Today brings reviews of three more fine recent releases that found their way to our virtual desk.

PropellerPropeller, Fall Off The World: Propeller’s third long-player shows Greg Randall and Will Anderson to be masters of the pithy, hook-filled pop song set amid a wash of punchy guitars and non-stop boisterous rhythms. “Pithy” is an operative description here. The ten-song set clocks in at less than thirty-minutes, just enough time for the guys to say their peace.

And they say it quite well.

They get it started with “Can You Hear Us Now,” which sounds instantly recognizable. A couple of extra bass notes in the intro, and you’ve got Bram Tchikovsky’s “Girl Of My Dreams.” Is that a bad thing? Not if your are sound checking one of the great pop songs of the late-70s. Randall and Anderson only use “Girl” as fleeting template, before taking “Can You Hear Us Now” to a louder place and more than justifying the Husker Du tag on their Bandcamp page. The next track, “Mismatched Shoes,” sounds as though it was blasting from a local college radio station non-stop, all summer long back in ’86.

All of this, however, is just warm-up for the show-stopping, three minutes of pure pop goodness that is “Wish I Had Her Picture”:


The hits, though, keep coming at breakneck speed.

“She’s So Alive” jangles its way into your heart, mind and soul. The bopping “It’s Kinda Why I Like You” attests to the power of simplicity when employed by the right hands. “You Remind Me Of You,” which made one of my previous “Year End” lists, injects liberal doses of sugar into the basic rocking mix:


Fall Off The World concludes, quite fittingly, with “Turn On The Radio,” a lyrical and sonic paean to The Ramones and the power of rock ‘n’ roll radio. It gets in and gets out at 1:55 — a perfect ending to Propeller’s best longplayer to date.

You can get Fall Off The World, right here as a “name-your-price” download. Chip in some cash, though. You won’t regret it.

 

TrolleyTrolley, Caught In The Darkness:  The latest release by this venerable Milwaukee-based band time-travels effortlessly from the 60s to today, making the occasional pit stop at a number of places and times in-between. Trolley is usually characterized as purveyors of “psych-pop.” For the most part, though, Trolley’s brand of psychedelia is more of the 1966 variety, than of the trippier experiments of 1968, with its swirling keyboards complimented throughout by relentlessly pounding beats.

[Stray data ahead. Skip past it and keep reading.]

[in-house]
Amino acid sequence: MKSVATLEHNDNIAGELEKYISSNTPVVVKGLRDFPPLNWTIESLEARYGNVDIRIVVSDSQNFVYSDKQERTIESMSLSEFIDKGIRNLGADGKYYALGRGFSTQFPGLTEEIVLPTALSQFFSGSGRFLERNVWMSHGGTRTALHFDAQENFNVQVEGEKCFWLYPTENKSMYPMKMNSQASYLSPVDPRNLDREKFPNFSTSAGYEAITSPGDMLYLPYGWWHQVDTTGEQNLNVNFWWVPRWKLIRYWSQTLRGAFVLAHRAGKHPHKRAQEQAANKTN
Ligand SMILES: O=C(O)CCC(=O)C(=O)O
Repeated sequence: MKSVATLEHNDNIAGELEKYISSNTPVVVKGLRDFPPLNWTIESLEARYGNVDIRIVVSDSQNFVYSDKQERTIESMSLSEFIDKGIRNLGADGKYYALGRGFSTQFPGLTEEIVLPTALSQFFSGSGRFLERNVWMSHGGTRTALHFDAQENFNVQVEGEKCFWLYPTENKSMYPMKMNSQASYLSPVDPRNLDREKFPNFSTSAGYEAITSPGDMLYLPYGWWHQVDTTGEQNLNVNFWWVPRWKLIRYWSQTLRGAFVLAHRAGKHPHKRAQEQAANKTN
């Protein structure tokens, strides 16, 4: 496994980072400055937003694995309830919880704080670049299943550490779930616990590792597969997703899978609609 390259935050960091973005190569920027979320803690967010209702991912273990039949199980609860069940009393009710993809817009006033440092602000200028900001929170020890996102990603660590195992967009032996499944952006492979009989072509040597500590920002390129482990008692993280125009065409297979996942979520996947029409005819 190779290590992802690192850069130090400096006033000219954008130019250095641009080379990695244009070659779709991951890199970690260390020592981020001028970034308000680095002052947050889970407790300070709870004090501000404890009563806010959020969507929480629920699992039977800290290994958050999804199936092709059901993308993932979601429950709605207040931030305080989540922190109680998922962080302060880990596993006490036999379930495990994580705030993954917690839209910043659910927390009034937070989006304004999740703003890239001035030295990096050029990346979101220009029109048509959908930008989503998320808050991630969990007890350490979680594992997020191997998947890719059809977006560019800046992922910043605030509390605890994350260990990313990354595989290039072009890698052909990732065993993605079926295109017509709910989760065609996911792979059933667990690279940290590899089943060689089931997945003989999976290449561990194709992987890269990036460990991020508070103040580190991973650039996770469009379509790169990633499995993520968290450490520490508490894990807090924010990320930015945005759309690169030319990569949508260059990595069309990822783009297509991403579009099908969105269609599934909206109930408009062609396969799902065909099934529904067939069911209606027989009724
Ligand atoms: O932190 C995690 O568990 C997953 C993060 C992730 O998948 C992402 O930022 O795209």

Those beats get the festivities underway, as a short drum roll announces the start of the title track, an exposition of a darkened heart playing off, in yin-yang fashion, against an exuberant, sunny soundtrack. The happy “Thursday Girl” has a thoroughly sunny disposition. The opposition of darkness and light returns on “Step Into The Clear,” whose soothingly sweet opening soon gives way to a more sinister feel. As tinkling bells struggle for supremacy against gloomy guitars, the singer notes in a bit of bored resignation that “I’m wasted/but such is life”:


The band’s penchant for mixing it all up is evident throughout Caught In The Darkness. Complex rhythms take the fuzzy keyboard-oriented “She Has It All” to unexpected places.  The British Invasion feel of “All The Way” is spiked with a more contemporary array of sounds. “She Helps Me Celebrate” is Power Pop, circa 1980. What I noted about the generally less “trippy” feel of Trolley’s overall approach is, however, thrown completely out the window on the closing track, “Take My Love,” a seven-and-a-half minute excursion into the dreamy unknown.

Caught In The Darkness is a album conceived from great ideas, and executed with great care. You can strap yourself in for the fantastic voyage right here.

 

The PulseThe Gordy Garris Group, The Pulse: The Gordy Garris Group hails from Saginaw, Michigan, and enlisted Andy Reed to record their second studio longplayer. The Pulse is, for the most part, a set of acoustic guitar-based indie rock about loneliness, heartbreak and self-realization.

Garris, who has already written more than 200 songs at age 2o, has a knack for penning tunes that sneak their way into the subconscious. I drove around town with The Pulse on the car stereo one day, only to find myself humming one of its tracks unknowingly a couple of days later. The track in question, “Energy,” is the standout in the collection, a rumination on romantic longing set against strummed guitars and a pounding beat: